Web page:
Key points

  • Economic growth in developed markets is starting to decelerate, while growth in emerging markets is relatively stable.
  • We believe emerging-market equity valuations are compelling compared to those of developed markets.
  • At the company level, we see innovation driving growth opportunities, stronger balance sheets and more resilient management teams, which have learnt how to operate in a challenging environment.

The last decade has been disappointing for investors in emerging-market equities, which have broadly lagged their developed-market counterparts. Looking ahead, a combination of cyclical and structural factors drives our more constructive outlook on emerging markets.

From a cyclical viewpoint, the economic growth differential between emerging markets and developed markets is improving in favour of emerging markets, and our view is that this enhances the overall attractiveness of emerging-market equities.

While the global economy has remained resilient, growth in developed markets is starting to decelerate, while growth in emerging markets is relatively stable, in contrast with much of the last decade. Of course, question marks remain over China. Although the country’s reopening has been disappointing, there are now encouraging signs of a cyclical bottoming.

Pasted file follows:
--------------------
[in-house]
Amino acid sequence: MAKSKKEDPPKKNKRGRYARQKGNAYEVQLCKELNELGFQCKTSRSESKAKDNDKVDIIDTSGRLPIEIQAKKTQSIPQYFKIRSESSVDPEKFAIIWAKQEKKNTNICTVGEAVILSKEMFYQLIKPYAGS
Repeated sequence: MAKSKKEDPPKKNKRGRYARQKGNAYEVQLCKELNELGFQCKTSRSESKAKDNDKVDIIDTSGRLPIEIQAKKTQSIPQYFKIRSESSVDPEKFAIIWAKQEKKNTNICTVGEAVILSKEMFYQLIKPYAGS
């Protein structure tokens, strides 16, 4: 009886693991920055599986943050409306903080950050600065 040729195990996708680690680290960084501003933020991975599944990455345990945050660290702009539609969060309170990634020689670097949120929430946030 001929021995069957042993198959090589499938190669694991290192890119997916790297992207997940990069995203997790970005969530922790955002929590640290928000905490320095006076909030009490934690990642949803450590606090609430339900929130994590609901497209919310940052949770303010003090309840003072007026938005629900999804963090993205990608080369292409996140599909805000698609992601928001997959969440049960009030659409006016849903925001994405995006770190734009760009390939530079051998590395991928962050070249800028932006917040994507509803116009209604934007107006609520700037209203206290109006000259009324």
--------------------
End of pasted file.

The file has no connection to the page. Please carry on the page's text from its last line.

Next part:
Opportunities driven by innovation and inclusion

As a long-term investor, structural changes are hugely important. The challenges of the last decade have driven significant innovation in products and services across emerging markets as companies look to meet growing and evolving demand. Technology adoption and digitalisation are enabling increasing efficiencies across industries and the inclusion of marginalised segments of the population into the broader economy. At the company level, we see stronger balance sheets and much more resilient management teams, which have learnt how to operate in a challenging environment. This, we believe, is ultimately translating into unique investment opportunities, as many companies have the potential to grow strongly by addressing domestic demand, as well as to grow market share in global industries.

Attractive valuations

We consider these structural growth opportunities against a backdrop of attractive valuations. Global emerging-market equities currently trade at a price-to-earnings ratio  of 11x, which we view as attractive on an historical basis, and inexpensive compared to developed markets.

The inflation outlook is interesting. On a short-term cyclical basis, we are seeing inflation in emerging markets starting to moderate. In fact, several emerging-market central banks have led the way in cutting interest rates. At the same time, we appear to be getting closer to the point at which the US Federal Reserve holds interest rates, and this could help to moderate the strength of the US dollar, which has a significant impact on emerging markets.

Inflation to remain structurally higher, owing to decarbonisation and supply-chain diversification

In our view, the structural aspect of inflation is equally important. We think we have entered a period in which inflation will remain structurally higher for longer. Decarbonization and diversification of supply chains are among the factors contributing to structurally higher inflation.